Category Archives: Children’s Fiction

It’s been a while!

Well…

Somehow two years has passed since I last posted… TWO YEARS! How did that happen?

What’s happened in that time? Well you might remember that I was doing an MA in publishing. Well yey! I passed and got a Merit. Go me. Then life happened. I met someone. Got a job as an assistant publisher for deCoubertin Books. Moved house. Adopted a puppy. Phew – I feel exhausted writing that down.

So life got in the way of blogging. But I am back! Ish. I can’t remember how many books I have read or how many books I have to read. I know this past year my reading has slowed and allowed only time to re-read the best ones.

Such as… Harry Potter!

Plot

Really? Do I need to tell you the plot? Sigh… here goes.

We meet a 1 year old Harry Potter as he is being left on the doorstep of his aunt and uncles. Why is he being left on the doorstep instead of someone knocking and explaining that Petunia’s sister has been murdered by Lord Voldemort and she needs to adopt her nephew I don’t quite know but that is the way of Dumbledore.

Harry grows up in a world that is very normal, bar the scar on his forehead and living with relatives rather than his parents, oh and not knowing he is a wizard. On his eleventh birthday he finds out about his magical blood and sorrowful past and attends Howarts: School of Witchcraft and Wizardry. Harry finds friends (Ron and Hermione) and learns to fly for the house quidditch team. All rather exciting. During his time at school, he has to battle with Lord Voldemort, see his friends die, fall in love and hand in his Potions homework. Just your usual high school experience.

Opinion

I like, many people in this world, love Harry Potter. It is a pathway to another world. A world which I really really wish existed (I really hope it doesn’t now as I didn’t get a letter on my 11th birthday!) JK Rowling has this amazing ability to create this whole new world which makes sense. As Harry has no idea about anything he has to learn about it and this is the beauty and simplicity in Rowling’s approach. You as the reader learn alongside Harry so by the time the 7th book exists you know your Boggarts from your Dementors and Transfiguration from your Herbology. Someone who has no idea of Harry Potter would really struggle to pick up The Deathly Hallows and be able to follow it just for the language and terminology used. I know when discussing Harry Potter with friends in front of my mother, she claims it is like listening to another language with how little she understands what is being said!

I feel that this also adds another layer which I doubt Rowling intended. It is like a secret club. Those who understand and those who don’t. A secret club with a few billion people but still… secret.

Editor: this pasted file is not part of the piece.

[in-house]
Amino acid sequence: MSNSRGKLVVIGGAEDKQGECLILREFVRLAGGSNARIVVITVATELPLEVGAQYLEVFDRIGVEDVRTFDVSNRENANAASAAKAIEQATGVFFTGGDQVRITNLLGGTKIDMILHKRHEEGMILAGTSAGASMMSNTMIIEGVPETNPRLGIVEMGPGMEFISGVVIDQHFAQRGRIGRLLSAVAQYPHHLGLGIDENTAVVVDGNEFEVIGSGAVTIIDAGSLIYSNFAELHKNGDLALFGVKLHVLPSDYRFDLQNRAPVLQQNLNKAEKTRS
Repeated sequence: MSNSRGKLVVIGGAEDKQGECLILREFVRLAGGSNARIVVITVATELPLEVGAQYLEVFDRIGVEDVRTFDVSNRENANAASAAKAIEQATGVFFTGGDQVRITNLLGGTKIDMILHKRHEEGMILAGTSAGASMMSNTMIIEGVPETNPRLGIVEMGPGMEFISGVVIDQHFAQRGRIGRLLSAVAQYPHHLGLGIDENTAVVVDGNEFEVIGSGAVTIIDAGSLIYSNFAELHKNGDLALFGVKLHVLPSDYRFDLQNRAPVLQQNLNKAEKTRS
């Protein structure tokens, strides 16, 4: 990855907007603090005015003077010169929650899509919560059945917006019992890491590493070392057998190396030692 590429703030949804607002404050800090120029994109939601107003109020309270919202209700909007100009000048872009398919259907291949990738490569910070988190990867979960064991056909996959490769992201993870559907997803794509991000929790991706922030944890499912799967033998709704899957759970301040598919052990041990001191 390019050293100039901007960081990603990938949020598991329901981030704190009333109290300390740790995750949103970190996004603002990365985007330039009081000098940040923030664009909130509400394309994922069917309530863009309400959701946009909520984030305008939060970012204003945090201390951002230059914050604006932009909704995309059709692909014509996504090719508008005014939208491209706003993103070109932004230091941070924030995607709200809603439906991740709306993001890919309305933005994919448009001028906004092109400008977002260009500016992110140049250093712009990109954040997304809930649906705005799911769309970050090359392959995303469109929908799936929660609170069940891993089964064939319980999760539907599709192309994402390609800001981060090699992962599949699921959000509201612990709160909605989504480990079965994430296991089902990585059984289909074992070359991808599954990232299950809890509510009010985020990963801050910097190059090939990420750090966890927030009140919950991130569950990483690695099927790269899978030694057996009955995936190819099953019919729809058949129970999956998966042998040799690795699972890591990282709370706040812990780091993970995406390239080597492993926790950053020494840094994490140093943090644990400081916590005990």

Verdict: You can’t love it as much as I and not give it at least 9.75/10 (I’m looking at you Order of the Phoenix for letting down the 0.25!) Also, shout out to all the Hufflepuffs out there!

(P.S. if you feel like seeing what I’ve been doing for the past year check out this Instagram account [yes this is a shameful plug])

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Filed under Book Review, Children's Fiction, Fantasy, Harry Potter, JK Rowling, YA, Young Adult

Harry and the Wrinklies – Alan Temperley

IMAG0733_1Hello! I hope this finds you all well. Today’s book is one of my favourite children’s books, Harry and the Wrinklies. I can’t remember how I ended up with such a copy but I loved it and watched the tv series when it aired on CITV.

Plot

We meet Harry at the funeral of his wealthy parents and he is being shipped off to live with his ancient Aunties in the middle of no where. As soon as he sees them on the platform he feels so disappointed in how his life is turning out to be. He loved his parents and his life. However, on the drive to his new home, Auntie Florrie shows off her car’s ability and this old rusted car turns into a purring race car. This is just beginning of the strange happenings that occur around his Aunts. Upon arriving at Lagg Hall, Harry meets the rest of the inhabitants and his Aunt’s friends: Mrs. Good, the housekeeper; Nutty Slack, Gardner and Handyman; Dot, Fingers, Huggy, Angel, Max and Tangle – Harry’s new dog. In the first few days, he has more fun with these pensioners than he has ever had in his life and he realises that perceptions can be deceiving. With the stories of a haunted woods, the arrival of his evil ex-nanny and the burning question of what are the OAP’s up to late at night, Harry has plenty to keep him (and us) occupied at Lagg Hall.

Opinion

I’ve already stated that this was my favourite book and it is easy to see why. As a child, this book holds all the mystery and danger needed as well as good guys and bad guys. Everything is seemingly black-and-white but with grey areas only noticeable as you get older. The idea of grandparent like figures being as fun and as adventurous as Harry’s new family is, is one that many children’s authors have grasped and run with i.e. David Walliams’ Gangsta Granny. 

Temperley creates an idyllic world, not dissimilar to Enid Blyton’s world. Harry lives in a massive old mansion, with a tower bedroom, woods, lake, folly and animals. The ideal place to grow up. The amount of danger present does suggest more of an older child reader, with bodily harm coming to Harry often. Yet the good guys win and the bad guys pay, as how it should be.

All in all, a great book. One that I still read now and remember my love of it as a child. My verdict 9/10. The follow up isn’t as good but if you loved this one then get the sequel; Harry and the Treasure of Eddie Carver. 

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Filed under Alan Temperley, Book Review, Children's Fiction